PVRIS, Shepherd’s Bush Empire – Evening Standard, 8 May 2017


Like Chvrches, PVRIS have found that a strategically placed V can give your band an instantly familiar name that is still all your own when Googling time comes. The Boston digital rock trio are rising fast, with a debut album, White Noise, from 2014 that proved popular enough for them to add more songs to it and put it out again in 2016.

Already arena ready, having supported Fall Out Boy and Bring Me the Horizon around the big venues and about to do the same service for Muse, this is the year they go overground. Two headline shows here precede a second album in August and another London visit promised for autumn, no doubt to a much larger space.

The reason is a box-ticking sound that touches on both the raw fury of hard rock and the euphoric abandon of EDM. Bassist Brian MacDonald shifted his main instrument to one side to peck at a sample pad during You And I, which piled waves of synths onto a huge chorus. Singer Lynn Gunn urged on an exceptionally passionate crowd with cries of “Jump!”, “Hands up!” and “Sing it!”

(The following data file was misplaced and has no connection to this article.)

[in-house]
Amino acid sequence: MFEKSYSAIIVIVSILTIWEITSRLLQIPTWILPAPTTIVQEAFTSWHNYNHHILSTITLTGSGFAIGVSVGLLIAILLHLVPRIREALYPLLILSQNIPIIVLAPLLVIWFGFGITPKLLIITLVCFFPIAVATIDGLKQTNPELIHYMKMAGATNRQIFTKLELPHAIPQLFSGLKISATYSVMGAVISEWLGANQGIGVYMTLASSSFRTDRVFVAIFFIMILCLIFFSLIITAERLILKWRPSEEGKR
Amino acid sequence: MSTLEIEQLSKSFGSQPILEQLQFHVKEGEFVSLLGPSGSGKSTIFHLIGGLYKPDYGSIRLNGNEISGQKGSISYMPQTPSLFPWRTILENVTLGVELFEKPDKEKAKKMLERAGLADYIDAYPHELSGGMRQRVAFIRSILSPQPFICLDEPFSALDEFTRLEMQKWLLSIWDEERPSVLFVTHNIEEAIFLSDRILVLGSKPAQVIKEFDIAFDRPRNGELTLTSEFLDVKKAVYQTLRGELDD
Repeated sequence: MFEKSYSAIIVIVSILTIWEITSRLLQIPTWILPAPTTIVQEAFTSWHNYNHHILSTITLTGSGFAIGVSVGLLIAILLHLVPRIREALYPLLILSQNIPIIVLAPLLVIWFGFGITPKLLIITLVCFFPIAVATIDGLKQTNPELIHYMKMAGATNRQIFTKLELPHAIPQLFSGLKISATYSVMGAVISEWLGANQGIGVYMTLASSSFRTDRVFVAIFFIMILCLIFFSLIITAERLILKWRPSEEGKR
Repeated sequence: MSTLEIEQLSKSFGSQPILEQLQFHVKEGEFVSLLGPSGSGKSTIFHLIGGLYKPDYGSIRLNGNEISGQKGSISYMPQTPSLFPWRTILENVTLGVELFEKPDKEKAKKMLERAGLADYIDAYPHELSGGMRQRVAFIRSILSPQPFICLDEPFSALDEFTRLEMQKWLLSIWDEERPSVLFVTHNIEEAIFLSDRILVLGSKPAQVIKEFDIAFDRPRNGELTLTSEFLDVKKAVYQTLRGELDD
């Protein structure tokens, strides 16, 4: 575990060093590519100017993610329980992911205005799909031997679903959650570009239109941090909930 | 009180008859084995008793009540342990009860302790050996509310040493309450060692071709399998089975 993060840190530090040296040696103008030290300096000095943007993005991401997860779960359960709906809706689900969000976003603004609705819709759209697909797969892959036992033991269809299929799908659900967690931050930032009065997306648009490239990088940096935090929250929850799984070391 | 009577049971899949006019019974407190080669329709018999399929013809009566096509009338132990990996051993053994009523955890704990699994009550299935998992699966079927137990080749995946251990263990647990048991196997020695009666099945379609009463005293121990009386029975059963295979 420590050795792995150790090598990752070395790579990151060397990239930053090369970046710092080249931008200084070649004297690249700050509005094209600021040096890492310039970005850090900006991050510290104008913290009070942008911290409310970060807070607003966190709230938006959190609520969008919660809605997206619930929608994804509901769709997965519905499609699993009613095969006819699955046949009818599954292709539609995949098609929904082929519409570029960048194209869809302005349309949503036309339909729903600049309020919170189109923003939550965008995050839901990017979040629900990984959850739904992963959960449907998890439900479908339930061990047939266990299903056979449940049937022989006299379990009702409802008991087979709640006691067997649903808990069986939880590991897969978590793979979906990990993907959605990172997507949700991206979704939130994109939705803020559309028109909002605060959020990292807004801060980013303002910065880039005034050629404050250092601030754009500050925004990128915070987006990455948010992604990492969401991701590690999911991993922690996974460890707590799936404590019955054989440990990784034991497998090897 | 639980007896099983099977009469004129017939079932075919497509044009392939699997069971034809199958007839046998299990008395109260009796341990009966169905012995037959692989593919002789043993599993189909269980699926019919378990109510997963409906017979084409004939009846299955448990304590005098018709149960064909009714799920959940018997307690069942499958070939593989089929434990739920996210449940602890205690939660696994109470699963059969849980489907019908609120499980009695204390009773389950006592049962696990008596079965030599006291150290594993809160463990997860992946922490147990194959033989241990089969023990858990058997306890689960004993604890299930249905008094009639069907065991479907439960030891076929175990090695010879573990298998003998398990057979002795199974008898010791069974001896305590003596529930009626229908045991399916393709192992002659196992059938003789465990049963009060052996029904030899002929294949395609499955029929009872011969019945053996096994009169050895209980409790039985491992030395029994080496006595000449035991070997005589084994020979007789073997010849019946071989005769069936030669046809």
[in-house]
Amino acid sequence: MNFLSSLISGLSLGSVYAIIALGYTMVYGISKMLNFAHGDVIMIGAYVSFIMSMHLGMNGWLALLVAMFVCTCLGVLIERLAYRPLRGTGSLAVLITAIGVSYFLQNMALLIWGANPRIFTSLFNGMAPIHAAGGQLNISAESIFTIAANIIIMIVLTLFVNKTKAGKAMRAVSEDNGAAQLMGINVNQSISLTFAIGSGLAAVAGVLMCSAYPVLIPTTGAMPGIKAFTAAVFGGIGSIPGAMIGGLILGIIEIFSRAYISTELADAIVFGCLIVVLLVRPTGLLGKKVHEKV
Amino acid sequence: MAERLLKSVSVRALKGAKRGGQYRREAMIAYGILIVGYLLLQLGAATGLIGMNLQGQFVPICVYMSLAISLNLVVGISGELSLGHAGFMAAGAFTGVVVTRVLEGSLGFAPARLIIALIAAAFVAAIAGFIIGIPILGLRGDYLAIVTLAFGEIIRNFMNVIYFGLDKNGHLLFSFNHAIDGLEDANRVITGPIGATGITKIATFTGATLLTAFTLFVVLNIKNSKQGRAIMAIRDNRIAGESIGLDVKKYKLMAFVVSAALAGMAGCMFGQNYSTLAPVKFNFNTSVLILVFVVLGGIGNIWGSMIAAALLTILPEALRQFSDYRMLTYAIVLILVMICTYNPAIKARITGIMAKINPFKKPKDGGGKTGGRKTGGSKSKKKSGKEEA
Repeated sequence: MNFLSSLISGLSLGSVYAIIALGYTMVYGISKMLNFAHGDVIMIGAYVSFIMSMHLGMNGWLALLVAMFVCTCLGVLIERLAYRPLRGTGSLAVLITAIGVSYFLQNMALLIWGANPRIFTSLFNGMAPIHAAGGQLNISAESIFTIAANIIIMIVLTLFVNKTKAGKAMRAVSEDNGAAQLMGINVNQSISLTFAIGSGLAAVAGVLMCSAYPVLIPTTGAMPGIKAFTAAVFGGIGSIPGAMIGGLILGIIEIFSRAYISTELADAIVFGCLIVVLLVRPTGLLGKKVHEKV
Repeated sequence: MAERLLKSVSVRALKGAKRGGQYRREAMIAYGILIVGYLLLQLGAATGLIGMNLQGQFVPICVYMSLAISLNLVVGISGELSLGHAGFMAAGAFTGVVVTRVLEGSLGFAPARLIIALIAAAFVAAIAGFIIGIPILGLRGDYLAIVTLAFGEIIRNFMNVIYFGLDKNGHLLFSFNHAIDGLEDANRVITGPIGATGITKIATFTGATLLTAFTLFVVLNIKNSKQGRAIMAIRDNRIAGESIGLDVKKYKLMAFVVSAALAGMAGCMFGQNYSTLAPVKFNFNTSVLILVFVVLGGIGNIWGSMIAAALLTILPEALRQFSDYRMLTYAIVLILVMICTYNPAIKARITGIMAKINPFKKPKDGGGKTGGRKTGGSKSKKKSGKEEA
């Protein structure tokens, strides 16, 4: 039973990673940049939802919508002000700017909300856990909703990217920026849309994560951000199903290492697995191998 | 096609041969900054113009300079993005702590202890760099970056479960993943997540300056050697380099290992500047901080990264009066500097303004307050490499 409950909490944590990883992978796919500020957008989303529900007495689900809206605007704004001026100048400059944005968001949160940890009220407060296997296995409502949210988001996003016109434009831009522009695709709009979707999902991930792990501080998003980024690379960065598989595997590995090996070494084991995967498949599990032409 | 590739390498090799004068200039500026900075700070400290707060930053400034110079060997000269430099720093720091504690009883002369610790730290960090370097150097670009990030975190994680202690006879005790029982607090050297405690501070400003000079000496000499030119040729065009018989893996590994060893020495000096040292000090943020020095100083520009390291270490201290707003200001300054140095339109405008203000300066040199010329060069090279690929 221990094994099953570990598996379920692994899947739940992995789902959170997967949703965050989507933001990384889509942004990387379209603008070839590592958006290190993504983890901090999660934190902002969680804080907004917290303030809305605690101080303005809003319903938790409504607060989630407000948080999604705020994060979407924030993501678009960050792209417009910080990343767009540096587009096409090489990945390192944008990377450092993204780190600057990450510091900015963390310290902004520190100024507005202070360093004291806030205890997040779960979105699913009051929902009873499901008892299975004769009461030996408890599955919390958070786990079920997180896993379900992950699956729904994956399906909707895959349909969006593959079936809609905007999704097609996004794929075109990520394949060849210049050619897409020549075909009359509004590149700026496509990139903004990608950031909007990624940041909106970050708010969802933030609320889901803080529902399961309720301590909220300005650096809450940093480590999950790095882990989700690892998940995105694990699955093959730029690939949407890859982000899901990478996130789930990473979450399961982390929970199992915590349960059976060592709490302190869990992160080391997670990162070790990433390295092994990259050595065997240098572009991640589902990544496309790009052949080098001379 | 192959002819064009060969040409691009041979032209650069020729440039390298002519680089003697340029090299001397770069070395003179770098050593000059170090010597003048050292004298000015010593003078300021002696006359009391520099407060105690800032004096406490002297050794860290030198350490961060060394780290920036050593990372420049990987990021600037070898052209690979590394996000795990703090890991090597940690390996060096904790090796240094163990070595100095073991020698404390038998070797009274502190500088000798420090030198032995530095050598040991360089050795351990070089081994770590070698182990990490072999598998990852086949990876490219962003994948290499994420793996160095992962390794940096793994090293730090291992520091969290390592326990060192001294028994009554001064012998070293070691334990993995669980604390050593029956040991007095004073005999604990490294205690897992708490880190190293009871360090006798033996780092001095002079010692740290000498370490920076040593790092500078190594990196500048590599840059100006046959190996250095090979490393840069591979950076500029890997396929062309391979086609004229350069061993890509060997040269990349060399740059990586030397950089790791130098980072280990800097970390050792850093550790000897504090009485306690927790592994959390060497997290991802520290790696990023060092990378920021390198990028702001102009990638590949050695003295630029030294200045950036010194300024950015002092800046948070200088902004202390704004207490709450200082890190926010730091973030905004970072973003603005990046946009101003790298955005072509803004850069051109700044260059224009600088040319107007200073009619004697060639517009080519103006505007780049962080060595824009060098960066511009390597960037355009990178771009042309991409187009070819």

When the full band disappeared for a quieter interlude, leaving Gunn with just the echoing guitar of Alex Babinski, they came across as a Boston London Grammar. However, the frontwoman’s barked “Why can’t you stay?” during a stripped-back Ghosts showed that she’s better suited to the louder stuff.

These Kerrang! cover stars dealt in some of the signifiers of metal – all in black with frantic monochrome lighting, and Victorian street lamps lining the rear of the stage for a bit of Jack the Ripper creepiness. Yet the energy and vibrant electronics of St Patrick were pure pop fizz. Two new songs, Heaven and Half, showed the breadth of their sound, the former seeing Gunn on keyboards for some danceable lightness, the latter a tougher, guitar-led rumble.

If there sometimes seemed to be a cynicism to their polished, all bases-covered material, the adulation pointed in their direction didn’t indicate that it was a problem. These Vmericans in PVRIS are onto a good thing.